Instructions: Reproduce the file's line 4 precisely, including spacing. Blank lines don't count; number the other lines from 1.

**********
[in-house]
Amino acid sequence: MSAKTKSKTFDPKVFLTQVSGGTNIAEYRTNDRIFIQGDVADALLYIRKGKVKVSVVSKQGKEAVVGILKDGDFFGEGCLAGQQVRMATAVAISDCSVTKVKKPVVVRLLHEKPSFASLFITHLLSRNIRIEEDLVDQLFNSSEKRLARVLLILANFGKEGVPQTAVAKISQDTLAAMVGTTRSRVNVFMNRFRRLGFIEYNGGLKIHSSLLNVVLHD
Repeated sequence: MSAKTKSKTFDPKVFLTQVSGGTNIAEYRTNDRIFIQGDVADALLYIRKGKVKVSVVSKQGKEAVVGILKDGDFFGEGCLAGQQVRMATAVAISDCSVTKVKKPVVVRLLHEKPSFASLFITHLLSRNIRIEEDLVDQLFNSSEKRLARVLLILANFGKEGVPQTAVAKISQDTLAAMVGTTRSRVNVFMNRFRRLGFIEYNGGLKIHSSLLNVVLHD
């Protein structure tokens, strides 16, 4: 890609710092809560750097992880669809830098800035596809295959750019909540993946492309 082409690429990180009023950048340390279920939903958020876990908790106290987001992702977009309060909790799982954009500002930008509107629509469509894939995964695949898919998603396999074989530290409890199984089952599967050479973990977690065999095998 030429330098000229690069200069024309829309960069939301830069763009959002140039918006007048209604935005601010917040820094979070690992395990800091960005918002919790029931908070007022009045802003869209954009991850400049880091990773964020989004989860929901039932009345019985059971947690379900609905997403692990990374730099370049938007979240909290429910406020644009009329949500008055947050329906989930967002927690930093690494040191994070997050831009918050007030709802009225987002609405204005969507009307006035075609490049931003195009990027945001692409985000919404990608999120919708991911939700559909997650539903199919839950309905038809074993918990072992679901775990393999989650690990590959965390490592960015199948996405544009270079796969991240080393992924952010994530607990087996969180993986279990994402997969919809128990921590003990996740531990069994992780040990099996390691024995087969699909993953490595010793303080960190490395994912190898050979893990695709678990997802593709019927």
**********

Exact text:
């Protein structure tokens, strides 16, 4: 890609710092809560750097992880669809830098800035596809295959750019909540993946492309 082409690429990180009023950048340390279920939903958020876990908790106290987001992702977009309060909790799982954009500002930008509107629509469509894939995964695949898919998603396999074989530290409890199984089952599967050479973990977690065999095998 030429330098000229690069200069024309829309960069939301830069763009959002140039918006007048209604935005601010917040820094979070690992395990800091960005918002919790029931908070007022009045802003869209954009991850400049880091990773964020989004989860929901039932009345019985059971947690379900609905997403692990990374730099370049938007979240909290429910406020644009009329949500008055947050329906989930967002927690930093690494040191994070997050831009918050007030709802009225987002609405204005969507009307006035075609490049931003195009990027945001692409985000919404990608999120919708991911939700559909997650539903199919839950309905038809074993918990072992679901775990393999989650690990590959965390490592960015199948996405544009270079796969991240080393992924952010994530607990087996969180993986279990994402997969919809128990921590003990996740531990069994992780040990099996390691024995087969699909993953490595010793303080960190490395994912190898050979893990695709678990997802593709019927």